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Naval Militia

Naval Militia

 


The Naval militia is made up of retirees or reserve members of the Navy, Marine Corps, and the Coast Guard.  When the militia’s services are needed, they are allowed to receive supplies from the federal government and use available facilities designated for reserves. 

The Naval militia Association started as the Naval Reserve Association of New York in 1891.  Many states began to develop and organize militia that was recognized by the Naval militia Bureau, but the Bureau was disestablished by the Navy Department around 1950. 

Many units of militia under the Navy were mobilized in October of 1940 for World War II, and militia was called to action during Korea and Gulf War as well.  Some states still have Naval militia standing by, and these states include the following: Alaska, New York, Ohio, South Carolina, Texas, and Virginia. 

Other states are allowed to provide militia under federal and state law, but some state militias still remain inactive. 

The Naval Militia Association now supports militia in New York and other states.  The Association attempts to increase security for the United States by providing educational services to militia across the nation.  Additionally, the Association tries to increase communication between the US Navy, the US Marine Corps, the US Coast Guard, and US Naval Reserve, the US Marine Corps Reserve, the US Coast Guard Reserve, the Anny National Guard, the Air National Guard, and state guards and militias. 

It’s quite easy to become a member of the Association.  By joining, your funds assist the Association in providing help to programs across the nation.  You have several payment options when joining the Association as well.  You can pay $30 for the annual membership, $150 for the life membership, $250 for the Captains Club membership, or $500 for the Commodores Club membership. 

All of the payments are tax deductible and should be sent to the following address:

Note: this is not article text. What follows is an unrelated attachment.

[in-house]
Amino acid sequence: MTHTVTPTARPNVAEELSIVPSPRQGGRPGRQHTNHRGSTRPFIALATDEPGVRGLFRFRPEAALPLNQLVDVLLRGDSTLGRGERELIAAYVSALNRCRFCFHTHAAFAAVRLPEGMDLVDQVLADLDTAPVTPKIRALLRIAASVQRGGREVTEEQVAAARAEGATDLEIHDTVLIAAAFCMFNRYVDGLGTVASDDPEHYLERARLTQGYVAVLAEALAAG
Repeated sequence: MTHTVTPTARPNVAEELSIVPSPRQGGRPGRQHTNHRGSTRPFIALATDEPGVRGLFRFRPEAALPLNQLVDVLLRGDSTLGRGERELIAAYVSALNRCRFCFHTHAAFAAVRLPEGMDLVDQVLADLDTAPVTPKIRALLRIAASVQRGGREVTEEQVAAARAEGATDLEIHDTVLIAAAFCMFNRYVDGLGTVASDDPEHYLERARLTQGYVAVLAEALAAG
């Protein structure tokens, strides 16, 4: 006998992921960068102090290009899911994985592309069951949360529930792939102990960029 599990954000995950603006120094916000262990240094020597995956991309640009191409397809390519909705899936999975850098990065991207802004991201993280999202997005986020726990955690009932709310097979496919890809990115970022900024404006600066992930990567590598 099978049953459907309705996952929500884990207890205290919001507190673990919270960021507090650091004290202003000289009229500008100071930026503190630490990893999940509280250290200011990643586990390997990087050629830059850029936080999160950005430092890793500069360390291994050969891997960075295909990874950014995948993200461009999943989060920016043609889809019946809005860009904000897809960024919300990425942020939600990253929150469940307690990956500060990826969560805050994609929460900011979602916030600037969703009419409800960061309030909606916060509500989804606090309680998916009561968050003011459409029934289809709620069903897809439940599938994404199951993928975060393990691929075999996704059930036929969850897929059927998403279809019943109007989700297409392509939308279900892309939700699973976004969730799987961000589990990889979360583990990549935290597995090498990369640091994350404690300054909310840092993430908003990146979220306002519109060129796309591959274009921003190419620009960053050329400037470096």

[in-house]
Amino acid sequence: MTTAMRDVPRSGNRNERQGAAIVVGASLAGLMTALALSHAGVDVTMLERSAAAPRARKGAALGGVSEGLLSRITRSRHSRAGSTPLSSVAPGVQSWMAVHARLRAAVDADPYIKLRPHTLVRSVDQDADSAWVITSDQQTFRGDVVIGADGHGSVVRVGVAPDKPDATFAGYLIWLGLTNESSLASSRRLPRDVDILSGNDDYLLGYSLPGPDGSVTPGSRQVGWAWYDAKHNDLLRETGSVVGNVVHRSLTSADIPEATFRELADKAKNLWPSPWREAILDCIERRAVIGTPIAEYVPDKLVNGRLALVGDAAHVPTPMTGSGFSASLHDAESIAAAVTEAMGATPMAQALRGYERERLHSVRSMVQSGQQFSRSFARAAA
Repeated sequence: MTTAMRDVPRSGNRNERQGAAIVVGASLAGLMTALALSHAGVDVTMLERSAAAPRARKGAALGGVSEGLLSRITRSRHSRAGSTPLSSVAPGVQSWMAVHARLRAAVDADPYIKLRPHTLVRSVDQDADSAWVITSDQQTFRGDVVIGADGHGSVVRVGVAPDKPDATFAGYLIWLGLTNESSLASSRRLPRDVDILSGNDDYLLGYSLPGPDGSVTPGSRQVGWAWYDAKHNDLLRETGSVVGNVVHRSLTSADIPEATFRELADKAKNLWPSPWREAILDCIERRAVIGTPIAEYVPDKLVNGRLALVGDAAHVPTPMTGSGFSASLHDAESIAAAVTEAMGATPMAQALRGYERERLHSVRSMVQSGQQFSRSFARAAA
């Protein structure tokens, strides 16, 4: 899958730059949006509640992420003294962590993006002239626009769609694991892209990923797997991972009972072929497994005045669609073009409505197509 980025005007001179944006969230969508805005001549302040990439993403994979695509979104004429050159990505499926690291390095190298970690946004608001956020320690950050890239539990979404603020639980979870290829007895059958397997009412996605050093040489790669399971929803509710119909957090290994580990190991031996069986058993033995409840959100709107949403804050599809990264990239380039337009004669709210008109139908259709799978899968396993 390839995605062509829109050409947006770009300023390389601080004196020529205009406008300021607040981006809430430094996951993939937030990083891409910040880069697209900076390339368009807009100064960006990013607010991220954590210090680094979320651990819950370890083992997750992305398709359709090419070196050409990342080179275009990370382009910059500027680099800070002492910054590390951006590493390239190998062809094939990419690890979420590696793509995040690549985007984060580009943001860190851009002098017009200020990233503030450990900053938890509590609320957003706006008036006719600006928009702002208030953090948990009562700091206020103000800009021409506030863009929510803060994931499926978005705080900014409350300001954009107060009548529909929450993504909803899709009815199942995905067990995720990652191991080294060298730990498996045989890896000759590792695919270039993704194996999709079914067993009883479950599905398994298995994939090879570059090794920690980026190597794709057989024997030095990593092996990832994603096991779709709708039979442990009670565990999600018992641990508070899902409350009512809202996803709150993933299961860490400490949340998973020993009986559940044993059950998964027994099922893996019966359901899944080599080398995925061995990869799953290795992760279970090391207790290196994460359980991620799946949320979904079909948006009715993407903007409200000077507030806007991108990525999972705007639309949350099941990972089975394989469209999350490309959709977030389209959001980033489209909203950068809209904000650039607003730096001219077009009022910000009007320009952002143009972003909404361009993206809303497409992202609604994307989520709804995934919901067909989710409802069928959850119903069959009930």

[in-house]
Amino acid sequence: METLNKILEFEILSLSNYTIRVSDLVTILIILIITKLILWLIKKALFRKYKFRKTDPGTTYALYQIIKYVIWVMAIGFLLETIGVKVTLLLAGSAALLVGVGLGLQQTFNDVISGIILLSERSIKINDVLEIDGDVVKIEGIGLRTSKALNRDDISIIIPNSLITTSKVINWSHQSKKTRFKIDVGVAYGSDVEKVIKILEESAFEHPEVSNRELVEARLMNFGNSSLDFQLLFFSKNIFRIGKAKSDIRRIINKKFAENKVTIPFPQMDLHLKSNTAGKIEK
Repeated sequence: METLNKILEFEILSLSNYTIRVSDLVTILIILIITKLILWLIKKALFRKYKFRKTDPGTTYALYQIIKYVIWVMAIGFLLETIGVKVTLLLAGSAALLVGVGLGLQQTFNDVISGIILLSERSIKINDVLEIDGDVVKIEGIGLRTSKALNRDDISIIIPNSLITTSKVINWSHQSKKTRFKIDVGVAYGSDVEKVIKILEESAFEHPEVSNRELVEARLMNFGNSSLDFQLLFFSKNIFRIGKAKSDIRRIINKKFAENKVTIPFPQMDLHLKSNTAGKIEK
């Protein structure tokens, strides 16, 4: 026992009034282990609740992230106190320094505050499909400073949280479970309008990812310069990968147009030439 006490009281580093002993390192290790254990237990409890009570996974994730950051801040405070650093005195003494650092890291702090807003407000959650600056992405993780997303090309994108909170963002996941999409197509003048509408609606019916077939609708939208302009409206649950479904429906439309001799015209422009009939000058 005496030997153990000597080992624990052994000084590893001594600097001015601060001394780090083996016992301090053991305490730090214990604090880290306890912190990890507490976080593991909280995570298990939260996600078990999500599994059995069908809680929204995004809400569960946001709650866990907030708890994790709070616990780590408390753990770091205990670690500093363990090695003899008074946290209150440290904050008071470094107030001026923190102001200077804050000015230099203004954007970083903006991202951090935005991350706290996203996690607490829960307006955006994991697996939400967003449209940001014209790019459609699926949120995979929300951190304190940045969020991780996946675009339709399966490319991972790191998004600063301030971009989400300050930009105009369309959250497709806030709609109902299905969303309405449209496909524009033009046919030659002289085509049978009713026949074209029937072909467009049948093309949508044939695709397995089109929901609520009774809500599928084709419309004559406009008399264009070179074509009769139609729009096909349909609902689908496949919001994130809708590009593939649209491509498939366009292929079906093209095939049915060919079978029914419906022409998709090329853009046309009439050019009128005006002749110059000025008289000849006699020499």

Naval Militia Association

1192 Park Avenue, Suite 1E

New York, NY 10128

 

A Guide to the Navy

A Guide to the Navy

What is the United States Navy?


The United States Navy is the branch of the armed forces responsible for marine-based military deployment; the division of the armed forces known as the Marines isconsidered to be a subdivision of the United States Navy, which is responsible for marine-based, on and offshore ground deployment of military activity. The United States Navy undergoes their military operations through the usage of a variety of military equipment and technology; the United States Navy operates a variety of naval – as well as airborne – military instrumentation.
Jurisdiction over the United States Navy


The United States Department of Defense operates under Federal Law as per the guidelines expressed within the disbursement of a triune governmental oversight system, which allows for the United States Navy to exist under the jurisdiction of the Executive branch of the government; this results in the appointment of the President of the United States as the Commander in Chief of the entirety of the Armed Forces. However, Military Law – a legal field classified as a subgenre of Federal Law – typically addresses the activity and behavior of military personnel.

The United States Navy Judicial system

As a service member, an individual will typically undergo circumstances that are unique to military service:
Civil Law vs. Military Law: On one hand, military law is similar to civil law in the manner that applicable legal codes specify any or all punitive recourse with regard to crimes and offenses; military law offers a specific framework for conducting, trying, and sentencing. On the other hand, military law differs from civil law – specifically with regard to matters concerning Navy – as such matters are neither standard nor applicable to civilian legislative parameters. As a result, legality specific to military service may be subject to military judicial review, as well as military court-mandated classification and punishment(s)
Court Martial: The procedures and legislative process implicit within the investigation – and prospective lawsuit – with regard to issues involving Military Law and the United States Navy may vary on an individual, case-by-case basis. A court martial exists in the event that an offense is deemed to be under the jurisdiction of both military court judicial review, as well as military court oversight; court martials may mirror the legal process that exists within civil court, yet military personnel – service members and prisoners of war – are the only individuals able to be subject to such proceedings.
The United States Navy and the Uniform Code of Military Justice (UCMJ)